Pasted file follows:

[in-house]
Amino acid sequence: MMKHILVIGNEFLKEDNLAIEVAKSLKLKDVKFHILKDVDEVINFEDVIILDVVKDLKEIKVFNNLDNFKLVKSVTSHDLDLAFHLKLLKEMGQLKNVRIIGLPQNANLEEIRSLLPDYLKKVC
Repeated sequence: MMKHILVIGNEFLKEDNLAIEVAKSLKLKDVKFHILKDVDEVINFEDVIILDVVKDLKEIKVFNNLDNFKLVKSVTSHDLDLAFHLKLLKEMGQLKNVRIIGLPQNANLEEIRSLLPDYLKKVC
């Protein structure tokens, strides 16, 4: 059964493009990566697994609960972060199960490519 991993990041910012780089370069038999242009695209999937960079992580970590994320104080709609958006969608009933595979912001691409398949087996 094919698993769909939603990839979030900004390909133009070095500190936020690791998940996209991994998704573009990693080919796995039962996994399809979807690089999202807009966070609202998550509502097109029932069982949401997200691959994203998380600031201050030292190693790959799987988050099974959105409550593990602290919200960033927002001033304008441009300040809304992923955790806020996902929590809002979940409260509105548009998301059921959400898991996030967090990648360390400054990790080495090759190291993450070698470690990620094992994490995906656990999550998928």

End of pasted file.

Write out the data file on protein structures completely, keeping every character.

[in-house]
Amino acid sequence: MMKHILVIGNEFLKEDNLAIEVAKSLKLKDVKFHILKDVDEVINFEDVIILDVVKDLKEIKVFNNLDNFKLVKSVTSHDLDLAFHLKLLKEMGQLKNVRIIGLPQNANLEEIRSLLPDYLKKVC
Repeated sequence: MMKHILVIGNEFLKEDNLAIEVAKSLKLKDVKFHILKDVDEVINFEDVIILDVVKDLKEIKVFNNLDNFKLVKSVTSHDLDLAFHLKLLKEMGQLKNVRIIGLPQNANLEEIRSLLPDYLKKVC
């Protein structure tokens, strides 16, 4: 059964493009990566697994609960972060199960490519 991993990041910012780089370069038999242009695209999937960079992580970590994320104080709609958006969608009933595979912001691409398949087996 094919698993769909939603990839979030900004390909133009070095500190936020690791998940996209991994998704573009990693080919796995039962996994399809979807690089999202807009966070609202998550509502097109029932069982949401997200691959994203998380600031201050030292190693790959799987988050099974959105409550593990602290919200960033927002001033304008441009300040809304992923955790806020996902929590809002979940409260509105548009998301059921959400898991996030967090990648360390400054990790080495090759190291993450070698470690990620094992994490995906656990999550998928």